23rd January 2012
Since the sad departure of Amy Winehouse, Camden Town has been lacking in award winners. But tonight that’s all changed as Cecil Sharp House strikes a folk-coup, attracting last year’s Grammy winners for Best Traditional Folk Act, the Carolina Chocolate Drops, to its historic stage.
With a refreshed line-up following Justin Robinson’s departure, the ‘Drops’ are now a four strong tour de force. And with a repertoire of American tunes that draws from the 30s – the 1830s – through to modern pop, they have a seriously varied archive from which to select the best musical tricks and turns to captivate an audience.
Rhiannon Giddens, founding member and co-host is perhaps their biggest star. A classically trained singer, she turns her chops to blues, cabaret and modern R&B styles. While the funky chart hit, Hit ‘Em Up Style has long been a crowd favourite, a welcome surprise is a Gaelic language lament backed just by calm strokes of cello and a solitary drum, putting any Transatlantic Session to shame.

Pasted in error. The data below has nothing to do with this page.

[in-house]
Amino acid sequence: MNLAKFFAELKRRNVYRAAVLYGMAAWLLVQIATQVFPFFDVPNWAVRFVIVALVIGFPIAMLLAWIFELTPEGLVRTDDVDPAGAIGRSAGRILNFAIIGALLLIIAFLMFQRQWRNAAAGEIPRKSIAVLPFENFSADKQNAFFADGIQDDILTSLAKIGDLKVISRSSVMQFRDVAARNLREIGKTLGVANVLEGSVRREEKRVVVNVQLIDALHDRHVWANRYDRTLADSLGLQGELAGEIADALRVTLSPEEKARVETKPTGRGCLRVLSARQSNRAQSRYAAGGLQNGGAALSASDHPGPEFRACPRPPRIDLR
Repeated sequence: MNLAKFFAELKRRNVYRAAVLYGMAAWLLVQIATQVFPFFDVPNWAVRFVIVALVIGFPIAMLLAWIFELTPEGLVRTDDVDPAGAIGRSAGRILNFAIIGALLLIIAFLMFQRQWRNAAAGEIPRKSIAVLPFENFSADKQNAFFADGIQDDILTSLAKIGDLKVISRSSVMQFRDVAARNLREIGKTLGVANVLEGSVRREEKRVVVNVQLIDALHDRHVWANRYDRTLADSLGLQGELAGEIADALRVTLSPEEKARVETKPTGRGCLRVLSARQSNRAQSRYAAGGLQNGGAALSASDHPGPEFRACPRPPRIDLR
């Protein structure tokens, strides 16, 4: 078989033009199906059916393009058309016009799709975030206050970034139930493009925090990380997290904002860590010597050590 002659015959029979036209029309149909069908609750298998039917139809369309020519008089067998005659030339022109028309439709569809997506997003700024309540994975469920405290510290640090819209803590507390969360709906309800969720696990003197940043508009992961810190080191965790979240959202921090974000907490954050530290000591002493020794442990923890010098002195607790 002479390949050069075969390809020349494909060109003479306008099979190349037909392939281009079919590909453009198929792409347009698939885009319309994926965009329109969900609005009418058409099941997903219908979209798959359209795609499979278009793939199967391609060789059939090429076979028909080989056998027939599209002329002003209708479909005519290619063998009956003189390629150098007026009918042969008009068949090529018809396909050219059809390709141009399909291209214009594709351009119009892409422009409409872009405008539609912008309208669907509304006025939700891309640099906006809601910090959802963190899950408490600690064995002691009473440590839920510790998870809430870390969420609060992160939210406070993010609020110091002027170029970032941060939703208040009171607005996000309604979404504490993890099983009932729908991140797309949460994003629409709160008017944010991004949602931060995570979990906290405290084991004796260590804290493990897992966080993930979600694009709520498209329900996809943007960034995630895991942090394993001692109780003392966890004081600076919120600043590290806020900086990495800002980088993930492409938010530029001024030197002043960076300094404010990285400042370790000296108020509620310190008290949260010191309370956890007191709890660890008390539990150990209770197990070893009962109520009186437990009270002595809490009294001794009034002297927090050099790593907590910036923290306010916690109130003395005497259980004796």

Her co-host Dom Flemons has a penchant for minstrel style banjo and quirky ragtime songs and blues. Tracks such as Ben Curry’s Boodle De Bum Bum and Charlie Jackson’s You’re Baby Ain’t Sweet Like Mine are veritable rarities. And when he flips his guitar, improvises scat vocals, and frenetically clacks his pair of ‘bones’ (wooden blocks played like the spoons), he can be a one-man spectacle to boot.
But Rhainnon and Dom are at their most fabulous when alongside their new band members, Hubby and Layla. Whether they raise a ruckus through sets of old-time dance tunes like Old Cat Died / Brown’s Dream or Was You Ever in Quebec / Candy Girl, or share more contemplative, mellow numbers like Leaving Eden, the title track of their forthcoming CD, the Chocolate Drops put on an outstanding show. Award-winning in fact. They sure don’t hand out those Grammy’s for nothing.